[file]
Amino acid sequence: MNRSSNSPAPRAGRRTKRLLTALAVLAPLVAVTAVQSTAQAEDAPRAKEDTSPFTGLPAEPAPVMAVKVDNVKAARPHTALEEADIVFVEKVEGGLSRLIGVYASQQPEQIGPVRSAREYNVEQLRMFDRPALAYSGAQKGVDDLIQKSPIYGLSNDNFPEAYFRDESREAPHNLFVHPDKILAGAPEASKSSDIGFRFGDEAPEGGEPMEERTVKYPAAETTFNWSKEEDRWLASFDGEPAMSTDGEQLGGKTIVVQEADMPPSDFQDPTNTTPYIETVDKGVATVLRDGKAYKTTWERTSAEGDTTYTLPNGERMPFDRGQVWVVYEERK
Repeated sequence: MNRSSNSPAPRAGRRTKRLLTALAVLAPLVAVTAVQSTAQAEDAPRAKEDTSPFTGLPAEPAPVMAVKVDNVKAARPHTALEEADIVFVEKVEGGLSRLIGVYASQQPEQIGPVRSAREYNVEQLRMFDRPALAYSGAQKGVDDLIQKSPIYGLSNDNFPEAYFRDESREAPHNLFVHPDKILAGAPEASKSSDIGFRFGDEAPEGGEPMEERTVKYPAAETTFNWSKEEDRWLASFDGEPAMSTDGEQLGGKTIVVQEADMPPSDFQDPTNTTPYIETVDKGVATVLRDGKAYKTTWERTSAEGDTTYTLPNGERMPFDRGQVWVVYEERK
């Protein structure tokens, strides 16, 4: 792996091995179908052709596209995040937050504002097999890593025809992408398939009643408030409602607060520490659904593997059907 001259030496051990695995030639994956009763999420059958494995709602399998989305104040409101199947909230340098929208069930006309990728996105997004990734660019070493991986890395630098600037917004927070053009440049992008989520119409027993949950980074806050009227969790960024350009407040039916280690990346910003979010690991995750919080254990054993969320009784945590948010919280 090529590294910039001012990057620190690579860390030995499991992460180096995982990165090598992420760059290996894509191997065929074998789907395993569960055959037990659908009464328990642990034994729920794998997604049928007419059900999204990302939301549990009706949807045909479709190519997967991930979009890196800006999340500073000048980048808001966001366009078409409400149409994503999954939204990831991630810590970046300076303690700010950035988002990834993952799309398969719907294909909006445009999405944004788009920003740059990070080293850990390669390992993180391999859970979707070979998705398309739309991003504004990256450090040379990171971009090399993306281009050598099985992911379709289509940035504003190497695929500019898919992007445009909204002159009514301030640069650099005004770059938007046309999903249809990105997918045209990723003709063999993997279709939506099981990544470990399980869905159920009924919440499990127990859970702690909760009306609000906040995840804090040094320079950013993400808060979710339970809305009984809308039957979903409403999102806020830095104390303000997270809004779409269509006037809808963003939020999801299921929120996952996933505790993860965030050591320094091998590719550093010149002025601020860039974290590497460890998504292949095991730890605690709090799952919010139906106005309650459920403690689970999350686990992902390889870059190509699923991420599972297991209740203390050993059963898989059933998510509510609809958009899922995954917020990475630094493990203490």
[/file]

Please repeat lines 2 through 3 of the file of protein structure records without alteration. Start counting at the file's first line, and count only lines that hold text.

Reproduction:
Repeated sequence: MNRSSNSPAPRAGRRTKRLLTALAVLAPLVAVTAVQSTAQAEDAPRAKEDTSPFTGLPAEPAPVMAVKVDNVKAARPHTALEEADIVFVEKVEGGLSRLIGVYASQQPEQIGPVRSAREYNVEQLRMFDRPALAYSGAQKGVDDLIQKSPIYGLSNDNFPEAYFRDESREAPHNLFVHPDKILAGAPEASKSSDIGFRFGDEAPEGGEPMEERTVKYPAAETTFNWSKEEDRWLASFDGEPAMSTDGEQLGGKTIVVQEADMPPSDFQDPTNTTPYIETVDKGVATVLRDGKAYKTTWERTSAEGDTTYTLPNGERMPFDRGQVWVVYEERK
């Protein structure tokens, strides 16, 4: 792996091995179908052709596209995040937050504002097999890593025809992408398939009643408030409602607060520490659904593997059907 001259030496051990695995030639994956009763999420059958494995709602399998989305104040409101199947909230340098929208069930006309990728996105997004990734660019070493991986890395630098600037917004927070053009440049992008989520119409027993949950980074806050009227969790960024350009407040039916280690990346910003979010690991995750919080254990054993969320009784945590948010919280 090529590294910039001012990057620190690579860390030995499991992460180096995982990165090598992420760059290996894509191997065929074998789907395993569960055959037990659908009464328990642990034994729920794998997604049928007419059900999204990302939301549990009706949807045909479709190519997967991930979009890196800006999340500073000048980048808001966001366009078409409400149409994503999954939204990831991630810590970046300076303690700010950035988002990834993952799309398969719907294909909006445009999405944004788009920003740059990070080293850990390669390992993180391999859970979707070979998705398309739309991003504004990256450090040379990171971009090399993306281009050598099985992911379709289509940035504003190497695929500019898919992007445009909204002159009514301030640069650099005004770059938007046309999903249809990105997918045209990723003709063999993997279709939506099981990544470990399980869905159920009924919440499990127990859970702690909760009306609000906040995840804090040094320079950013993400808060979710339970809305009984809308039957979903409403999102806020830095104390303000997270809004779409269509006037809808963003939020999801299921929120996952996933505790993860965030050591320094091998590719550093010149002025601020860039974290590497460890998504292949095991730890605690709090799952919010139906106005309650459920403690689970999350686990992902390889870059190509699923991420599972297991209740203390050993059963898989059933998510509510609809958009899922995954917020990475630094493990203490």